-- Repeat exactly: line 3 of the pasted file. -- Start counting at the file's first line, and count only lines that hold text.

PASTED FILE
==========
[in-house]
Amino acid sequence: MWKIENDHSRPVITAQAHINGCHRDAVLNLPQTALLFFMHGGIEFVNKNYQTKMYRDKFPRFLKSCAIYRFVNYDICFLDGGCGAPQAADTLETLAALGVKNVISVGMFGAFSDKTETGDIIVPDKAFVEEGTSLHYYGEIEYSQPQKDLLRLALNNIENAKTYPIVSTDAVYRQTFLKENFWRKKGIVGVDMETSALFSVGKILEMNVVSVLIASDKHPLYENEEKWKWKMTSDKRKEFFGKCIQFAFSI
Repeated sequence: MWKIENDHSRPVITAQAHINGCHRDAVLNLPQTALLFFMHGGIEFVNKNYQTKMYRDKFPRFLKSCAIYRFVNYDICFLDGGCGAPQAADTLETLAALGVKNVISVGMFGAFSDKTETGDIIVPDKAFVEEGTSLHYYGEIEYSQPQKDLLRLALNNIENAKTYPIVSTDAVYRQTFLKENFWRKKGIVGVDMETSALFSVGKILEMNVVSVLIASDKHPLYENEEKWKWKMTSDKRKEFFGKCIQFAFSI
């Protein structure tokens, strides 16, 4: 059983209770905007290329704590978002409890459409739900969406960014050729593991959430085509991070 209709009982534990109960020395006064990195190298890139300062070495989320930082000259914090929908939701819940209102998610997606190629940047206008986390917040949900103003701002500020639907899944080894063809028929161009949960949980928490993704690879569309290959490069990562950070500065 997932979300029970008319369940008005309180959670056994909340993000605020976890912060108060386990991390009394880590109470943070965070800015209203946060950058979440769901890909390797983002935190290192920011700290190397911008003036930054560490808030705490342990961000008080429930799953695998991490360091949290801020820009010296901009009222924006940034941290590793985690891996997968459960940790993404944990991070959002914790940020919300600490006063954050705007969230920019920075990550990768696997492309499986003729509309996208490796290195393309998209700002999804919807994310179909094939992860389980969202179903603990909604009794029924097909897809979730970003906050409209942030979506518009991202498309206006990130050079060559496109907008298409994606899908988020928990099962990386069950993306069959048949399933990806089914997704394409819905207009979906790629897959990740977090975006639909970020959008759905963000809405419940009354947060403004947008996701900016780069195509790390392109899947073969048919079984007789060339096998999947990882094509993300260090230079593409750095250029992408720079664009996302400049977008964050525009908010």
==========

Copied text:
Repeated sequence: MWKIENDHSRPVITAQAHINGCHRDAVLNLPQTALLFFMHGGIEFVNKNYQTKMYRDKFPRFLKSCAIYRFVNYDICFLDGGCGAPQAADTLETLAALGVKNVISVGMFGAFSDKTETGDIIVPDKAFVEEGTSLHYYGEIEYSQPQKDLLRLALNNIENAKTYPIVSTDAVYRQTFLKENFWRKKGIVGVDMETSALFSVGKILEMNVVSVLIASDKHPLYENEEKWKWKMTSDKRKEFFGKCIQFAFSI